• It's probably a good answer when operating from VisualStudio, but note that it did not solve the problem for me when compiling thru the Matlab mex command line (I used mex -D_USE_MATH_DEFINES). Only adding /Y- smewhere in some Matlab mexoptions file helped...
    – aka.nice
    Oct 16, 2019 at 16:46

This works for me:

#include <cmath>
#include <iostream>

using namespace std;

int main()
    cout << M_PI << endl;

    return 0;

Compiles and prints pi like is should: cl /O2 main.cpp /link /out:test.exe.

There must be a mismatch in the code you have posted and the one you're trying to compile.

Be sure there are no precompiled headers being pulled in before your #define.

  • What version of VisualStudio are you using?
    – Goz
    Jul 3, 2011 at 15:54
  • The same program worked fine for me using Visual C++ 2010 Express Edition's command line compiler. The only difference is that I used std::printf() from <cstdio> instead of std::cout from <iostream>.
    – user539810
    Jul 3, 2011 at 16:00
  • 5
    Yeah I figured it out ... its because maths.h is called from within cmath's header guards ... so maths.h has already been included from an earlier header without the #define set :)
    – Goz
    Jul 3, 2011 at 16:06

This is still an issue in VS Community 2015 and 2017 when building either console or windows apps. If the project is created with precompiled headers, the precompiled headers are apparently loaded before any of the #includes, so even if the #define _USE_MATH_DEFINES is the first line, it won't compile. #including math.h instead of cmath does not make a difference.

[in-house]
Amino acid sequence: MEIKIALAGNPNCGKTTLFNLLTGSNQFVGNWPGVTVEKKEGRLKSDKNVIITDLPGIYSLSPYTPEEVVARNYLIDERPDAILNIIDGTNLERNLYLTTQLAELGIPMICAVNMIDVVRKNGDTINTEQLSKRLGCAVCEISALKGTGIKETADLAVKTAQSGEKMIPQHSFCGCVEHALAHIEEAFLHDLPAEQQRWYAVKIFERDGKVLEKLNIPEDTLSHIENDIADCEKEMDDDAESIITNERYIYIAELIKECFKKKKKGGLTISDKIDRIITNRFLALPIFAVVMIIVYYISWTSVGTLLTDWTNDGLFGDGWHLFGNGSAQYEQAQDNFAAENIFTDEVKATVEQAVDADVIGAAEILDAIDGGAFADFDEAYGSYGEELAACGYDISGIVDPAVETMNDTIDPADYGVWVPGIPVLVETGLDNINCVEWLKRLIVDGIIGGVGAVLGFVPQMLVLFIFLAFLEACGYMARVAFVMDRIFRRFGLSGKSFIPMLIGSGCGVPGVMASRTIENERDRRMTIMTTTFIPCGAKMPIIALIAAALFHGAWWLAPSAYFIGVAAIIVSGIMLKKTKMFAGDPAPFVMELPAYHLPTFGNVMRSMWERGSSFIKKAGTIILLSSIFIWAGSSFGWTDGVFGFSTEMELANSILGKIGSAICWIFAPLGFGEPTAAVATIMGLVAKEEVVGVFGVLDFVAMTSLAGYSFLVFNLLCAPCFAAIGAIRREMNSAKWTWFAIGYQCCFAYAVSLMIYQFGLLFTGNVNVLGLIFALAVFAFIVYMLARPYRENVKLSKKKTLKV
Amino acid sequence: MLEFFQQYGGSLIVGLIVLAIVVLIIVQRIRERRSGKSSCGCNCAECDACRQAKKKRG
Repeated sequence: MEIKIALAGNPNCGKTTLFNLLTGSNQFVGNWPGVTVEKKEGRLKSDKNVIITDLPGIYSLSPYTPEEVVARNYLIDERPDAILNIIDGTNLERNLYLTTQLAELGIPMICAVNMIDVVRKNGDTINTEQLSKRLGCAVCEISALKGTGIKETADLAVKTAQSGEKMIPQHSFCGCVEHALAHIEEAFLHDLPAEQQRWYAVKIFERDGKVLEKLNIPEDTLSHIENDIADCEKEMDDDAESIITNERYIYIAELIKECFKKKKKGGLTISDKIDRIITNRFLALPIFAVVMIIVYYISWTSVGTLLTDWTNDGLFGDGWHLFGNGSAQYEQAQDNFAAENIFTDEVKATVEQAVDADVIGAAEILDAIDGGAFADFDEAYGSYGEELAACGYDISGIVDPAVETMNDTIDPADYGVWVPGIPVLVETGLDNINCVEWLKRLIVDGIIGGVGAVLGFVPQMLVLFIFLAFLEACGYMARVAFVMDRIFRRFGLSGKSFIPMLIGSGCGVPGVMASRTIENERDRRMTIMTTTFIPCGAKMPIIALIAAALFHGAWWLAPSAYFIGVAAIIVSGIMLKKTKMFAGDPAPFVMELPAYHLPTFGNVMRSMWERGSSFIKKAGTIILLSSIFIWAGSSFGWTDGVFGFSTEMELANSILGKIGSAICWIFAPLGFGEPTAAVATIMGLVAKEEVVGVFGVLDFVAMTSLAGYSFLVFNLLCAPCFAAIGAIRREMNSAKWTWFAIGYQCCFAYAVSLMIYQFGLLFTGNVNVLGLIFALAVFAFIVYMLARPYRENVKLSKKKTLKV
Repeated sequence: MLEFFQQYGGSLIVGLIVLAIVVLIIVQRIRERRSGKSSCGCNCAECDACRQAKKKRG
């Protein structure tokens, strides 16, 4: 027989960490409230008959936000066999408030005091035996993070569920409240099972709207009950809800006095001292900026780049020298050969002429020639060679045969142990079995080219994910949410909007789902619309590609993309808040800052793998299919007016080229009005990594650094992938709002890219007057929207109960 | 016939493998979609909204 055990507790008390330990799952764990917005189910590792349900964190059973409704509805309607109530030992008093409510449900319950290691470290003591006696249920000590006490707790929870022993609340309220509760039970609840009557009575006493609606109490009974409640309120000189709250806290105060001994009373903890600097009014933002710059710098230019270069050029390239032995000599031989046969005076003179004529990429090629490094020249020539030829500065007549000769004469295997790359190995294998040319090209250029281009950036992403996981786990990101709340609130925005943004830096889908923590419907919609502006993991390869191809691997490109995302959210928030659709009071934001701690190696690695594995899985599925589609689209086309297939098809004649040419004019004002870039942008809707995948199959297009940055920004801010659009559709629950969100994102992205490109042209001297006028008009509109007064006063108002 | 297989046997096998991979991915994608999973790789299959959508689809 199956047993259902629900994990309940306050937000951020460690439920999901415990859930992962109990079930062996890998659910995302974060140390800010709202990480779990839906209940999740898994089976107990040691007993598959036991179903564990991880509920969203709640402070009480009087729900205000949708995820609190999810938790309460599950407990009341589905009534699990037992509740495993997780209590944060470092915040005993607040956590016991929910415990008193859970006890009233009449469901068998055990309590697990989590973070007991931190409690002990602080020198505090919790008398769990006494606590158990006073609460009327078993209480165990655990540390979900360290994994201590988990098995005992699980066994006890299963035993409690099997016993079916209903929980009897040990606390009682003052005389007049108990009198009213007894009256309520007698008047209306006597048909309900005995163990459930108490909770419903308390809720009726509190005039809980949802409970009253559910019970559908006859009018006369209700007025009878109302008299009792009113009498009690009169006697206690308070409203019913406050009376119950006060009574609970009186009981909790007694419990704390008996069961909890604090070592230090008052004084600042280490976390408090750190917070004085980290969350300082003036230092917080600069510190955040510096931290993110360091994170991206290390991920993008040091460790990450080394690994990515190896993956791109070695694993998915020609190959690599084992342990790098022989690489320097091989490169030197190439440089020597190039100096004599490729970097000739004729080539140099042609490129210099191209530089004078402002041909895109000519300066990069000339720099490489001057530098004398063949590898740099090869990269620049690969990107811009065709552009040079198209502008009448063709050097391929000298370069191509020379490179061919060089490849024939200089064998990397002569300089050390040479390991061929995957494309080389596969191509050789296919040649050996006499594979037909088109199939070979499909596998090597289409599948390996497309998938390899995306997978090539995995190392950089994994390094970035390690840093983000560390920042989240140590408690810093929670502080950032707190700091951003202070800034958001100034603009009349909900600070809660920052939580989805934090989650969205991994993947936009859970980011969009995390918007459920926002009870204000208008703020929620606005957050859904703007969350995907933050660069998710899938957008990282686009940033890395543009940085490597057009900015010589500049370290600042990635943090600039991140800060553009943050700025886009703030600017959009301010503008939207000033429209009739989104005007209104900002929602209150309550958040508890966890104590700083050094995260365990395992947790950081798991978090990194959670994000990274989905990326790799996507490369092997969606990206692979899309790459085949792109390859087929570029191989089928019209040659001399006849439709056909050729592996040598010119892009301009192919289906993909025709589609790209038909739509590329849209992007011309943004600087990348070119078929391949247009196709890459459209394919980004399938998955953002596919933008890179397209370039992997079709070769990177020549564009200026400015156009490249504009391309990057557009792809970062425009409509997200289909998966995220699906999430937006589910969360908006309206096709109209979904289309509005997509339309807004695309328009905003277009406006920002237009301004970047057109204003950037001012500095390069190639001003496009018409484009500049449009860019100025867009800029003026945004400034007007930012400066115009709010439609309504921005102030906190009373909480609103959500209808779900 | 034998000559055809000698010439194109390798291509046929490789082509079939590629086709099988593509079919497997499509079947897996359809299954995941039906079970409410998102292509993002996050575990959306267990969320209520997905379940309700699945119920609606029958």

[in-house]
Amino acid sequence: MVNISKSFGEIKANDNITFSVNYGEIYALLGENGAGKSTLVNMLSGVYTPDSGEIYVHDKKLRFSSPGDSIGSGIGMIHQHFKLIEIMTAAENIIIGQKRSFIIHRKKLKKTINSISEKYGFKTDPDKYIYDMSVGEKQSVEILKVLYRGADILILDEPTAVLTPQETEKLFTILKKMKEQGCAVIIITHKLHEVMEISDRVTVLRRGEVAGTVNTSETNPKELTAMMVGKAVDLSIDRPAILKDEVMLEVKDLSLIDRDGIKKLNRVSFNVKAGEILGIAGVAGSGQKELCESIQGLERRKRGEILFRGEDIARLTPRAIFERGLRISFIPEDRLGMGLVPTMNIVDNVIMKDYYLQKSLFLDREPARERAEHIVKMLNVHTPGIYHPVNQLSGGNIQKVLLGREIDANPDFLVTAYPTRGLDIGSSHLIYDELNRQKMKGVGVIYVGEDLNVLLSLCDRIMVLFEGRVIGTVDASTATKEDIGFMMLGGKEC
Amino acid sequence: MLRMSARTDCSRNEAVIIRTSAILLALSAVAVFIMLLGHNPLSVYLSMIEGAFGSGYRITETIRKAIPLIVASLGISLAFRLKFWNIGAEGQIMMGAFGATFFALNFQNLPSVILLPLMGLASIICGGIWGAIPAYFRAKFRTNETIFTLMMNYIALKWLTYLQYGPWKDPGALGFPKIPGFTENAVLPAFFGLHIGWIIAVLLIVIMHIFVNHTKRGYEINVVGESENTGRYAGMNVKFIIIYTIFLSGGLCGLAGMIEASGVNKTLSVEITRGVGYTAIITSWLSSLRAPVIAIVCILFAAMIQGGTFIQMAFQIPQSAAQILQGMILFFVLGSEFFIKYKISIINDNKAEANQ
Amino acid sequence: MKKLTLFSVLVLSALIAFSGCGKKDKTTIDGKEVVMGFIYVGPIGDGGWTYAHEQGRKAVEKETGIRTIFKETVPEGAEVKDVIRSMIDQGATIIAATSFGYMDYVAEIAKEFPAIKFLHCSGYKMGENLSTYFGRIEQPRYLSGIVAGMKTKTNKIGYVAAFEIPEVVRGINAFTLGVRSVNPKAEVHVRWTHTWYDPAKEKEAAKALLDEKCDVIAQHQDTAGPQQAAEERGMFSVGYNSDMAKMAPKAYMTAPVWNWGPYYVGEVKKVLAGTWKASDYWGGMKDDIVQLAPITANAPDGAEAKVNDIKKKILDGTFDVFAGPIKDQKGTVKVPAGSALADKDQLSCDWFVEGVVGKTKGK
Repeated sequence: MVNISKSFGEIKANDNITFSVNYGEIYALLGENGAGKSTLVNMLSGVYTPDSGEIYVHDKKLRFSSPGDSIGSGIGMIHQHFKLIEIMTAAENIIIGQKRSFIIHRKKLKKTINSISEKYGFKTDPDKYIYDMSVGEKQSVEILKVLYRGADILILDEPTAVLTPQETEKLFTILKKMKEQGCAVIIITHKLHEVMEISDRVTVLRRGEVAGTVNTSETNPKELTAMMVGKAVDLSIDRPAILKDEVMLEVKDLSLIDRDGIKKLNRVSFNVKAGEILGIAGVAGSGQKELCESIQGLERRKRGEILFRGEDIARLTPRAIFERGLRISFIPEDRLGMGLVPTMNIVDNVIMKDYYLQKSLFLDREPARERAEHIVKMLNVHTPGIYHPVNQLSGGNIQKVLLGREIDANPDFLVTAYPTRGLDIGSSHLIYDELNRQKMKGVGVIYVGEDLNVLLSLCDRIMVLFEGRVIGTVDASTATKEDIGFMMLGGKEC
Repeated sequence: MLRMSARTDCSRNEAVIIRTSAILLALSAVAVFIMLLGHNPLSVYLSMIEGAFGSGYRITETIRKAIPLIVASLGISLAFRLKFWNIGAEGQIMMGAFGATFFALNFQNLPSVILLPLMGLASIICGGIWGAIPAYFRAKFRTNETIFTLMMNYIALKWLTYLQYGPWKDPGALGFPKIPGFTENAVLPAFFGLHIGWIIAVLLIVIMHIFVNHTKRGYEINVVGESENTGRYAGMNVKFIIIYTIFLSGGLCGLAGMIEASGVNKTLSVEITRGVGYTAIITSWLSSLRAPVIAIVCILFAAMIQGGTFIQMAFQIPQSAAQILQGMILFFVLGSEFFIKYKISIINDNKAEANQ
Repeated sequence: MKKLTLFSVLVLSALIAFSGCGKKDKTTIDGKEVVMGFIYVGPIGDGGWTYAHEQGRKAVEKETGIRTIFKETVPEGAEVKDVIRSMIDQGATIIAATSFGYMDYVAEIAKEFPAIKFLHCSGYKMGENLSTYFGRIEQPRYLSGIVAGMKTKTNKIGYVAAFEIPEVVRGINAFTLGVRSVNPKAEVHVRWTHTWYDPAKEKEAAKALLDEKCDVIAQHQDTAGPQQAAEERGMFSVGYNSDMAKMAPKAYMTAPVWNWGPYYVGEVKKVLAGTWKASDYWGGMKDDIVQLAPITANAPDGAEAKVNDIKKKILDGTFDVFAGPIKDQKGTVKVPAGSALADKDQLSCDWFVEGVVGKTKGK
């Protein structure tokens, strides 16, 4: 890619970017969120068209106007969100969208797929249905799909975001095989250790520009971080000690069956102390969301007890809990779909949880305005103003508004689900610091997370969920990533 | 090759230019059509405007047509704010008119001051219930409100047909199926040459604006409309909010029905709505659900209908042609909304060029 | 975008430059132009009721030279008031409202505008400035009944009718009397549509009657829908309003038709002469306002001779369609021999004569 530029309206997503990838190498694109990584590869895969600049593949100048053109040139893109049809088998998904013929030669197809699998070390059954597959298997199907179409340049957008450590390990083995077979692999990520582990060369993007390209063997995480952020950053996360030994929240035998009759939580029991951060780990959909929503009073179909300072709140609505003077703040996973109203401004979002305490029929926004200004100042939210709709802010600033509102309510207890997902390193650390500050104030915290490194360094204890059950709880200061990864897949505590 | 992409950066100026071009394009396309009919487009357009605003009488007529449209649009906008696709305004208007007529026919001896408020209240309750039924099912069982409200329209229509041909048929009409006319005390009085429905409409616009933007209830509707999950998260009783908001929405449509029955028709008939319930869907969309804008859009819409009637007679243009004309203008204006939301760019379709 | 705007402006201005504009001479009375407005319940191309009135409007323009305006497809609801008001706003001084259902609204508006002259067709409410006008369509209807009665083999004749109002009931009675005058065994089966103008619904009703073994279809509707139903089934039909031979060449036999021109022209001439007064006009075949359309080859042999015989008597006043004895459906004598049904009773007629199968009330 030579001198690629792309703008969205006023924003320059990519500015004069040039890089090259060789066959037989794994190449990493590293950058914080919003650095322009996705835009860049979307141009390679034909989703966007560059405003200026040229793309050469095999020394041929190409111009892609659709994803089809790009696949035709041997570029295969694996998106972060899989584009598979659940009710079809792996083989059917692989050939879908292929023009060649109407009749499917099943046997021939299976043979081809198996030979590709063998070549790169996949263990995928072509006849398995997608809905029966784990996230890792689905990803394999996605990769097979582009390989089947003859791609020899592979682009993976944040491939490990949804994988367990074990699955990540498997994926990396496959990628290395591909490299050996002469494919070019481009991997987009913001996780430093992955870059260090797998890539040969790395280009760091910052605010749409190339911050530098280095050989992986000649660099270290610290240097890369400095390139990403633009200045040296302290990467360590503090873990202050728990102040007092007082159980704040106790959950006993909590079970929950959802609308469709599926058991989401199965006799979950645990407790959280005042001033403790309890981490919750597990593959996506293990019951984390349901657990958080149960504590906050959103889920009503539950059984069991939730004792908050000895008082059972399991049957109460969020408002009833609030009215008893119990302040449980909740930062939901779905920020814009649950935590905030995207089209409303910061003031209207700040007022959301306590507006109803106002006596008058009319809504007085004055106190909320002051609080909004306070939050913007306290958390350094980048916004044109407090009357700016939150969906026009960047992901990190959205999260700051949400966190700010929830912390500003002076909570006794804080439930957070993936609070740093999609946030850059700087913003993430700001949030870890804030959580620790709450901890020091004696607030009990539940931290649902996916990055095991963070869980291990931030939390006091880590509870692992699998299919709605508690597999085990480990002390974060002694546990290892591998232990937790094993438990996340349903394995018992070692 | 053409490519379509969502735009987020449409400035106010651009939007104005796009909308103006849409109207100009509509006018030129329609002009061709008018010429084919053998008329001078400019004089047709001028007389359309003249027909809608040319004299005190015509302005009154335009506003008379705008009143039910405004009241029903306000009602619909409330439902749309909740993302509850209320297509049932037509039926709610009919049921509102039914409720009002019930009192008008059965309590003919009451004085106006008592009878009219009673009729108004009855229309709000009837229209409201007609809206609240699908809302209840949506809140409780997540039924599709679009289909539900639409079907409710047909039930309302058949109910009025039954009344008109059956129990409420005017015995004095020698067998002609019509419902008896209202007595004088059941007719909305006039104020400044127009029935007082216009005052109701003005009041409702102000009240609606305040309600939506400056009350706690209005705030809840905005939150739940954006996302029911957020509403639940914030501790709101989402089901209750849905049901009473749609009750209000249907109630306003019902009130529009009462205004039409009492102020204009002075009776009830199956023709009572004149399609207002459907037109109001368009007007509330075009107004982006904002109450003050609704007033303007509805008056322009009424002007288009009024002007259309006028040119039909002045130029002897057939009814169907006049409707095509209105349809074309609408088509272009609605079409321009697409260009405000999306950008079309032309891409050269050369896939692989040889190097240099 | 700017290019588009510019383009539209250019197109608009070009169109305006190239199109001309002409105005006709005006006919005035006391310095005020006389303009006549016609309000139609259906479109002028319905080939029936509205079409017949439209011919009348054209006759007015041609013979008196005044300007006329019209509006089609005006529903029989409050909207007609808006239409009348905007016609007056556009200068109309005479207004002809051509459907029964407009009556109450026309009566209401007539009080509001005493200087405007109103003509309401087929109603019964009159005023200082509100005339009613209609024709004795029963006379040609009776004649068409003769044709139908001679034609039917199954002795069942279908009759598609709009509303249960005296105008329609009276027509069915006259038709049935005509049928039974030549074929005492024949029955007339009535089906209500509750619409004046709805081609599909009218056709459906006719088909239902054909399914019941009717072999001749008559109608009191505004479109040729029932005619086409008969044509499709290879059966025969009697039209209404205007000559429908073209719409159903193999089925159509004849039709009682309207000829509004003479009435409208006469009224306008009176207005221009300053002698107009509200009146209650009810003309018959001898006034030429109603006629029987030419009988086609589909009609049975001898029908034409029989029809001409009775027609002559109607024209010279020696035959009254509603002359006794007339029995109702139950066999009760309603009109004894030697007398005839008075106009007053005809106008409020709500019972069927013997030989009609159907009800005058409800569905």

The only solutions I can find are either to start from an empty project (for simple console or embedded system apps) or to add /Y- to the command line arguments, which turns off the loading of precompiled headers.

For information on disabling precompiled headers, see for example https://msdn.microsoft.com/en-us/library/1hy7a92h.aspx

It would be nice if MS would change/fix this. I teach introductory programming courses at a large university, and explaining this to newbies never sinks in until they've made the mistake and struggled with it for an afternoon or so.

  • i confirm that hacking /Y- worked for me, for C code #include <math.h>
    – aka.nice
    Oct 16, 2019 at 16:34
  • 1
    This is not an issue in VS at all. _USE_MATH_DEFINES should be defined prior to including any headers. Typically either through project setting or through configuration header. It is wrong to assume that simply putting it at the first line will cause it to be defined prior to all headers. Apr 1, 2020 at 16:42

With CMake it would just be


in CMakeLists.txt.


According to Microsoft documentation about Math Constants:

The file ATLComTime.h includes math.h when your project is built in Release mode. If you use one or more of the math constants in a project that also includes ATLComTime.h, you must define _USE_MATH_DEFINES before you include ATLComTime.h.

File ATLComTime.h may be included indirectly in your project. In my case one possible order of including was the following:

project's "stdafx.h"<afxdtctl.h><afxdisp.h><ATLComTime.h><math.h>

  • This may explain why /Y- (disable stdafx.h) would solve the problem, however it remains to explain why providing -D_USE_MATH_DEFINES in the default compiler settings does not suffice to solve the problem... Since compilation was via Matlab mex command for my own problem, it's not that obvious to track...
    – aka.nice
    Oct 16, 2019 at 16:41

As suggested by user7860670, right-click on the project, select properties, navigate to C/C++ -> Preprocessor and add _USE_MATH_DEFINES to the Preprocessor Definitions.

That's what worked for me.